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Ayurvedic Surgery: 10 Technical Questions? About safety concerns


      If there are certain doubts about the safety of the patient, the apprehension needs to be addressed.

      The government has issued a notification which authorises post-graduate practitioners in specified streams of Ayurveda to be trained to perform surgical procedures such as excisions of benign tumours, amputation of gangrene, nasal and cataract surgeries.

    The notification by the Central Council of Indian Medicine, a statutory body under the AYUSH Ministry to regulate the Indian systems of medicine, listed 39 general surgery procedures and around 19 procedures involving the eye, ear, nose and throat by amending the Indian Medicine Central Council (Post Graduate Ayurveda Education) Regulations, 2016.

     Any  Surgery, how-so-ever simple it may look to the people sitting on fence, carries some  risk and needs  some kind of precautions and regulations to make it risk free.  Therefore if there are certain doubts about the safety of the patient, the apprehension needs to be addressed. If the service of surgery by Ayurveda surgeon has to be availed by public, a certain confidence needs to be generated about the safety and quality assurance. Mere push by an enforced law will not lead to genesis of trust and confidence. So there needs to be technical analysis of some kind, whether  it is a genuine original  strategy or merely  an imposed law.

     If it was an accepted practice till now, there was no need for such notification. So apparently,  if the need was felt  to be said in a forceful manner, there has to be something unusual about the practice.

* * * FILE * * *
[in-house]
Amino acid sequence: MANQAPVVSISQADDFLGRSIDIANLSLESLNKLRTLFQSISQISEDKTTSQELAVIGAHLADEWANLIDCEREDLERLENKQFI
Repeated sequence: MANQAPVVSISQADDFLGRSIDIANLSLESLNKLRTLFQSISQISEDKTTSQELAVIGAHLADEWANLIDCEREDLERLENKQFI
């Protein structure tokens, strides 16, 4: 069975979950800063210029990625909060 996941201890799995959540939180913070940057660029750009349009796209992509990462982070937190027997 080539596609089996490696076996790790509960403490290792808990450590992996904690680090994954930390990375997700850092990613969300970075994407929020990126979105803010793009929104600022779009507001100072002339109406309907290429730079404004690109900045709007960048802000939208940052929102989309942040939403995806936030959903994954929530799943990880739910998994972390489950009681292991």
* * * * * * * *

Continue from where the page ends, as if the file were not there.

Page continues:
No doubt, ancient Ayurvedic text referred to surgical practices. But  in present era of consumerism, patients need to know, how it was being practiced for last 200 to 300 years. What are the results and data about complications.

  There are two main categories for the purpose of discussion.

A. Existence of a robust system

B. Individual competencies.

    Firstly, there should be basic robust system  that will generate Ayurvedic surgeons.

To start with, the  CCIM need to  satisfy on following questions. Following are the basic requirements of surgery.

1. What  kind of Anaesthesia  will be used in surgeries by Ayurveda surgeons? Who will be the anaesthesiologist?

2. What are post op pain killers be used in surgeries by Ayurveda surgeons?

3. What antibiotics  will be  used;. Allopathic or ayurvedic?

4. What are principles of pre-op evaluation?

5. How surgical techniques are different. Are they same used in allopathic surgery or different ones described in Ayurveda?

6. How the post op complications are being managed. Is it by using allopathic medications and investigations?

7.  Data of surgeries done in last decade or two in all of  Ayurvedic medical colleges, especially those done by Ayurvedic surgeons.

8. Who is teaching Ayurveda doctors about the  surgeries? Are there ayurvedic teachers  or being taught by allopathic surgeons?

9. Will  the people in higher positions and government  officials be availing such facilities or it is only for the  poor people? 

10. Will the patients be given enough information or an informed consent about such Ayurvedic surgeons before  surgery?

         More than a law, the whole exercise   will require a trust building   in public  along with quality assurance and something unique to make such surgeries practically happen.